Pelosi, Trump, And What It Means To Be An American

Pelosi, Trump, And What It Means To Be An American

This week, those of us who never lost faith in Nancy Pelosi witnessed the confirmation of our trust.

On Tuesday morning, House Speaker Pelosi was on the phone with Donald Trump, talking about gun violence. As New York Times’ Sheryl Gay Stolberg reports, Trump attempted to pivot to discuss an intelligence community whistleblower complaint against him.

Pelosi, a 25-year veteran of congressional intelligence oversight, shut that down.

“Mr. President,” she said, “you have come into my wheelhouse.”

Madam Speaker wasn’t playing. Hours later, she announced her decision to open a formal impeachment inquiry of Trump.

Only she would decide when she would do this. Unlike the armchair speakers of the House who’ve been attacking her for weeks, Pelosi knows that so much about leadership is timing.

An excerpt of her short speech, televised live:

“The actions taken to date by the president have seriously violated the Constitution, especially when the president says, ‘Article II says I can do whatever I want.’ For the past several months, we have been investigating in our committees and litigating in the courts so the House can gather all of the relevant facts and consider whether to exercise its full Article I powers, including a constitutional power of the utmost gravity, approval of Articles of Impeachment.

“And this week, the president has admitted to asking the president of Ukraine to take actions which would benefit him politically. The … actions of the Trump presidency revealed a dishonorable fact of the president’s betrayal of his oath of office, betrayal of our national security and betrayal of the integrity of our elections.

“Therefore, today, I’m announcing the House of Representatives moving forward with an official impeachment inquiry. I am directing our six committees to proceed with their investigations under that umbrella of impeachment inquiry.

The president must be held accountable. No one is above the law. Getting back to our founders, in the darkest days of the American Revolution, Thomas Paine wrote, ‘The times have found us.’ The times found them to fight for and establish our democracy. The times have found us today.”

As I write, news continues to break in the wake of this announcement. Rather than risk sharing an incomplete account, let’s focus on the irrefutable:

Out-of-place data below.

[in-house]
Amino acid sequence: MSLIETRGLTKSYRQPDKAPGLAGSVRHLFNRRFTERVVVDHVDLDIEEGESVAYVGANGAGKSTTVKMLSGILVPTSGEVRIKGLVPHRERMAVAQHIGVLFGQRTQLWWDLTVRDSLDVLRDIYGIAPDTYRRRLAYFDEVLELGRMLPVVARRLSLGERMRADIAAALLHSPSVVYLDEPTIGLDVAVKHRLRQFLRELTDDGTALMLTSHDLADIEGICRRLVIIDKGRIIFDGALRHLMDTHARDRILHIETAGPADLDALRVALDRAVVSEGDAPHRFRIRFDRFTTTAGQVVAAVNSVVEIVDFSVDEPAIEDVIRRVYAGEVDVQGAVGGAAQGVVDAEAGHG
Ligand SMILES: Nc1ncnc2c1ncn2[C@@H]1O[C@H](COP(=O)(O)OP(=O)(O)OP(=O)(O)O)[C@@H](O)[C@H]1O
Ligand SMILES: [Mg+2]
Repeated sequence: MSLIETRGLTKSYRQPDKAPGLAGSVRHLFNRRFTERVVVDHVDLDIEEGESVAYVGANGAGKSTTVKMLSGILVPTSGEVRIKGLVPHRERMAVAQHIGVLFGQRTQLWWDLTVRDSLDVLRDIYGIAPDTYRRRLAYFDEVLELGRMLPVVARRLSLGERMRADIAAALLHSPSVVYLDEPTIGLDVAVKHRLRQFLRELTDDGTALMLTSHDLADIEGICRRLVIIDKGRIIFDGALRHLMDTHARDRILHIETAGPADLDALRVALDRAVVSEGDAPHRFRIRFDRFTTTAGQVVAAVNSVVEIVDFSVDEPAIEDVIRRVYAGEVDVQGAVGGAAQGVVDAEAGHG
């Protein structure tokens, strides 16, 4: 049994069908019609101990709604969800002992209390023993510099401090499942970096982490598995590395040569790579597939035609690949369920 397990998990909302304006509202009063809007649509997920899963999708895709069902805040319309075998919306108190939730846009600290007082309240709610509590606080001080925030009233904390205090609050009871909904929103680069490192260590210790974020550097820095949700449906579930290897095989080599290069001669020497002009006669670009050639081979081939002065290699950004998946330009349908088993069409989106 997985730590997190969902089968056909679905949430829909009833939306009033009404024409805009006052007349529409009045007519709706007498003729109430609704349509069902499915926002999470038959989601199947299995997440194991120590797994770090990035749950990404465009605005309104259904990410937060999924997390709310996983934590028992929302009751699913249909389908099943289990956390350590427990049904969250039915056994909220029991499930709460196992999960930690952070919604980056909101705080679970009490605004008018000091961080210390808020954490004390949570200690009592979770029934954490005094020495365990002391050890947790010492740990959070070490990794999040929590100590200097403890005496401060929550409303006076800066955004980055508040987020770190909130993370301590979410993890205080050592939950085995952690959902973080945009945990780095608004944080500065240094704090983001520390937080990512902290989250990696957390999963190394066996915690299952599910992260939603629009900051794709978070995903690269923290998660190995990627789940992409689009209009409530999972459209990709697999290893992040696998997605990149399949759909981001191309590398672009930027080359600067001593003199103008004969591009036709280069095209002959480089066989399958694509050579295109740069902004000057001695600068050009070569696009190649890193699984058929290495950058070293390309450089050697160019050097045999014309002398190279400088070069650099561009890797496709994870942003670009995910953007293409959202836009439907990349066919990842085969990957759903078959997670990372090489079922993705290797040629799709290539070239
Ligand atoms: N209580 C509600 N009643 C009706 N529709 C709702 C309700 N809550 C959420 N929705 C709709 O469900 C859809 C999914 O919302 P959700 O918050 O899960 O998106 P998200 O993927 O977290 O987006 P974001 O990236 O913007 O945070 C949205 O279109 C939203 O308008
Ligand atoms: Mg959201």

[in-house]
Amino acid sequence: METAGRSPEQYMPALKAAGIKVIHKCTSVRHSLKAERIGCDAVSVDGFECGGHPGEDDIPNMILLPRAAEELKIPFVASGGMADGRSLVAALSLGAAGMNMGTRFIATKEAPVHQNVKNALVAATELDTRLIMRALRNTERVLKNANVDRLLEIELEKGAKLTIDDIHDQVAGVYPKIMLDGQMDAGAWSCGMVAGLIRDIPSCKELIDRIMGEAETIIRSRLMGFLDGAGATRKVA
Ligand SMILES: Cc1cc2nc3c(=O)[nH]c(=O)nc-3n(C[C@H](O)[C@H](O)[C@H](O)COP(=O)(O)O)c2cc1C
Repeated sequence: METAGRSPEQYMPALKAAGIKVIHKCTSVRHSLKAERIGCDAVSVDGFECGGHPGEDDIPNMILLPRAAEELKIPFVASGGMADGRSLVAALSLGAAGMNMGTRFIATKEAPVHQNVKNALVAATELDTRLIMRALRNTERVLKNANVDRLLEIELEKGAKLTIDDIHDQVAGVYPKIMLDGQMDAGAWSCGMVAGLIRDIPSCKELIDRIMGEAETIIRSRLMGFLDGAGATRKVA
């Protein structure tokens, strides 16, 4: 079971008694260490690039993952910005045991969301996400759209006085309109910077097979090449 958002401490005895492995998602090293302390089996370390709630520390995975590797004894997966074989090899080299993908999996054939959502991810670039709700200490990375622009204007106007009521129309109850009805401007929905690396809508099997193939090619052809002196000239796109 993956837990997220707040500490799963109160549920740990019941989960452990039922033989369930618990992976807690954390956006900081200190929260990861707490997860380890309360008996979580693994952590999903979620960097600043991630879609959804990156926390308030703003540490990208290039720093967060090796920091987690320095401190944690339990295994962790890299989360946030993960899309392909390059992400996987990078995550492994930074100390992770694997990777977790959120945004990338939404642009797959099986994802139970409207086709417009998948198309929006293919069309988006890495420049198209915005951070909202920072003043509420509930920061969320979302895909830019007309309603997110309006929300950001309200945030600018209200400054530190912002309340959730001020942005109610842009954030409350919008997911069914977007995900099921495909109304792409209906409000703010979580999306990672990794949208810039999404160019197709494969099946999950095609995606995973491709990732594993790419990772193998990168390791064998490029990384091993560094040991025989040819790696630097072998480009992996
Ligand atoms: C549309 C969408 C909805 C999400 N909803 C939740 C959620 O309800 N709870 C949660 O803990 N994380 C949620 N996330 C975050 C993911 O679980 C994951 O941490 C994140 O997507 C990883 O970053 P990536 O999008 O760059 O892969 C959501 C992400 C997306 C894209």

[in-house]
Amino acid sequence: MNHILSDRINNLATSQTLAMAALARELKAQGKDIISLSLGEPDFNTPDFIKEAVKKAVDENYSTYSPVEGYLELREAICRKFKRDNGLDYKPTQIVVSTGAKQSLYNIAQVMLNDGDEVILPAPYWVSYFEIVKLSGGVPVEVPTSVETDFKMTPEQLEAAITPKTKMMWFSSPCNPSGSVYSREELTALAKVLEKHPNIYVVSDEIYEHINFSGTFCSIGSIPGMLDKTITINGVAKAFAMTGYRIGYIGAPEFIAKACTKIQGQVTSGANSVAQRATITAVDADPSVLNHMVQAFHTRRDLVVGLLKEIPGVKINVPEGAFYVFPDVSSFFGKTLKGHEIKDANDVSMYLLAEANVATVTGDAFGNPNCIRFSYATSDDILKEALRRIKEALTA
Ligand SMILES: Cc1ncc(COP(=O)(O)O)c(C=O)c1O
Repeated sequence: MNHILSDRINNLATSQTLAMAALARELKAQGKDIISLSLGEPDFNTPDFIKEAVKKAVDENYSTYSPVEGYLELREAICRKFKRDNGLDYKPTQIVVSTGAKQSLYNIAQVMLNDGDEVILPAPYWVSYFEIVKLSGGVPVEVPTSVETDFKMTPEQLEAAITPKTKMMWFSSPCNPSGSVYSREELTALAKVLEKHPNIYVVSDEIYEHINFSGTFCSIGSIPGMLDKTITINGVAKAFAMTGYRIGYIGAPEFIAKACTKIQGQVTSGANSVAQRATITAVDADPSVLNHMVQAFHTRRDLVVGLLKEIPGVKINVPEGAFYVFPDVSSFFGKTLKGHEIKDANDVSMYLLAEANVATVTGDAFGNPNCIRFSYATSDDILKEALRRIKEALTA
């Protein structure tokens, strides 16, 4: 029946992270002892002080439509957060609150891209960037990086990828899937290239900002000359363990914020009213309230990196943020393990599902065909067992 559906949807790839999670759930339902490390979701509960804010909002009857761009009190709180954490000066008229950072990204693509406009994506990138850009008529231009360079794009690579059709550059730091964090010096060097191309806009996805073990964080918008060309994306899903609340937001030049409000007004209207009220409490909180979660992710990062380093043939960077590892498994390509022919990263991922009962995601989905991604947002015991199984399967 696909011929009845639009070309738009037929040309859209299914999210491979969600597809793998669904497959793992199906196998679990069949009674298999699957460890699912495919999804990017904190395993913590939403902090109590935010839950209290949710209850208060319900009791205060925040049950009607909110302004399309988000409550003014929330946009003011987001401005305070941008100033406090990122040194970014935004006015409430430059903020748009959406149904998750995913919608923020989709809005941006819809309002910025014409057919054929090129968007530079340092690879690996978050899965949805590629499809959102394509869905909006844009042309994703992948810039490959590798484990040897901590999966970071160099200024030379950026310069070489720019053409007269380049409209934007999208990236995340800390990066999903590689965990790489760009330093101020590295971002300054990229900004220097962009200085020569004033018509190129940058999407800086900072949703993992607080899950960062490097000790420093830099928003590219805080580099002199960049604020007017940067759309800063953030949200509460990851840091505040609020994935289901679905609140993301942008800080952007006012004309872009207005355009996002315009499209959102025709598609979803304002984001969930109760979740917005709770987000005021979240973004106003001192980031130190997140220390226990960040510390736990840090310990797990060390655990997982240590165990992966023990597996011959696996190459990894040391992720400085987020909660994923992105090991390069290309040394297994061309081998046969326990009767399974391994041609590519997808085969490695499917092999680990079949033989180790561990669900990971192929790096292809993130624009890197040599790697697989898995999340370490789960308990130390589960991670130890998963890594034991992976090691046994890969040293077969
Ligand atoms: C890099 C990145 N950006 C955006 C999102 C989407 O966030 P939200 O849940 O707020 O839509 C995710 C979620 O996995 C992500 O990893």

If Trump believed he was innocent, he would immediately and publicly support this investigation.

“I have done nothing wrong,” he would say. “Let Congress investigate, and I will prove my innocence.”

Instead, Donald Trump did what Donald Trump always does when he’s caught up in a scandal of his own making. He exploded on Twitter.

There were the usual references to a “witch hunt,” and another round of attacks on several Democratic members of Congress, culminating in a tweet that reads like a shouted confession: “PRESIDENTIAL HARASSMENT!” The mouth yammers on, but the heart knows what it knows.

Many of us baby boomers are having a Watergate moment. We remember the hearings that culminated in the president of the United States resigning, rather than face certain impeachment. Richard Nixon had engaged in criminal acts as president and betrayed the Americans he was sworn to protect, but he had reached his limits. He resigned on Aug. 9, 1974, giving Americans a chance to believe our country again.

This time is different. Donald Trump has given us no evidence to believe he will spare us a long and painful dissection of all that he has done to damage and endanger this country. He will make us go through this because he’s never cared about us, or our version of America. In response, we will have to be strong. This, too, is what it means to be an American.

The times have found us, Nancy Pelosi said on Tuesday.

We will answer the call.

Connie Schultz is a Pulitzer Prize-winning columnist and professional in residence at Kent State University’s school of journalism. She is the author of two non-fiction books, including “…and His Lovely Wife,” which chronicled the successful race of her husband, Sherrod Brown, for the U.S. Senate. Her novel, “Erietown,” will be published by Random House in Spring 2020. To find out more about Connie Schultz ( and read her past columns, please visit the Creators Syndicate webpage at


Start your day with National Memo Newsletter

Know first.

The opinions that matter. Delivered to your inbox every morning

FBI Agents Probe Justice Barrett's 'Christian' Cult Over Sex Abuse Charges

Justice Amy Coney Barrett

When former President Donald Trump nominated Amy Coney Barrett for the U.S. Supreme Court in 2020, her critics were disturbed by her association with People of Praise — a far-right Christian group that combines Catholicism with elements of evangelical fundamentalist Protestantism.

Keep reading...Show less
Remembering A Great American: Edwin Fancher, 1923-2023

Norman Mailer, seated, Ed Fancher and Dan Wolf, founders of The Village Voice

If you are lucky in your life, you come to know one or two people who made you who you are other than your parents who gave you the extraordinary gift of life. Edwin Fancher, who it is my sad duty to inform you died last Wednesday in his apartment on Gramercy Park at the age of 100, is one such person in my life. He was one of the three founders of The Village Voice, the Greenwich Village weekly that became known as the nation’s first alternative newspaper. The Voice, and he, were so much more than that.

Keep reading...Show less
{{ }}